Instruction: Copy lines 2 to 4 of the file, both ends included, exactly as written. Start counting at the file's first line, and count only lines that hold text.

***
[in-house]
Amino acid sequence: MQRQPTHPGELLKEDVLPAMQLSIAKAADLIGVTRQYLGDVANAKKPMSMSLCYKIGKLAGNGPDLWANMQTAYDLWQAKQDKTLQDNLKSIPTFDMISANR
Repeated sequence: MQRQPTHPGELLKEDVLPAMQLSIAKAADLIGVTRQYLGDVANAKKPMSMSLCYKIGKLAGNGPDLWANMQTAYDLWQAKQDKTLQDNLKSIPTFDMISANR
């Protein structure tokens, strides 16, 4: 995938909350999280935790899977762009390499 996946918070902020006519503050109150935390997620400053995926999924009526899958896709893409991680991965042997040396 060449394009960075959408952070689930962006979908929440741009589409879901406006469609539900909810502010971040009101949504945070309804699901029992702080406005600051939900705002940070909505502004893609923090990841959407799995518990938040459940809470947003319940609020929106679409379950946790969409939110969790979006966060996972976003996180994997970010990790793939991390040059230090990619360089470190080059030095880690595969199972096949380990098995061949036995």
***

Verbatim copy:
Amino acid sequence: MQRQPTHPGELLKEDVLPAMQLSIAKAADLIGVTRQYLGDVANAKKPMSMSLCYKIGKLAGNGPDLWANMQTAYDLWQAKQDKTLQDNLKSIPTFDMISANR
Repeated sequence: MQRQPTHPGELLKEDVLPAMQLSIAKAADLIGVTRQYLGDVANAKKPMSMSLCYKIGKLAGNGPDLWANMQTAYDLWQAKQDKTLQDNLKSIPTFDMISANR
């Protein structure tokens, strides 16, 4: 995938909350999280935790899977762009390499 996946918070902020006519503050109150935390997620400053995926999924009526899958896709893409991680991965042997040396 060449394009960075959408952070689930962006979908929440741009589409879901406006469609539900909810502010971040009101949504945070309804699901029992702080406005600051939900705002940070909505502004893609923090990841959407799995518990938040459940809470947003319940609020929106679409379950946790969409939110969790979006966060996972976003996180994997970010990790793939991390040059230090990619360089470190080059030095880690595969199972096949380990098995061949036995």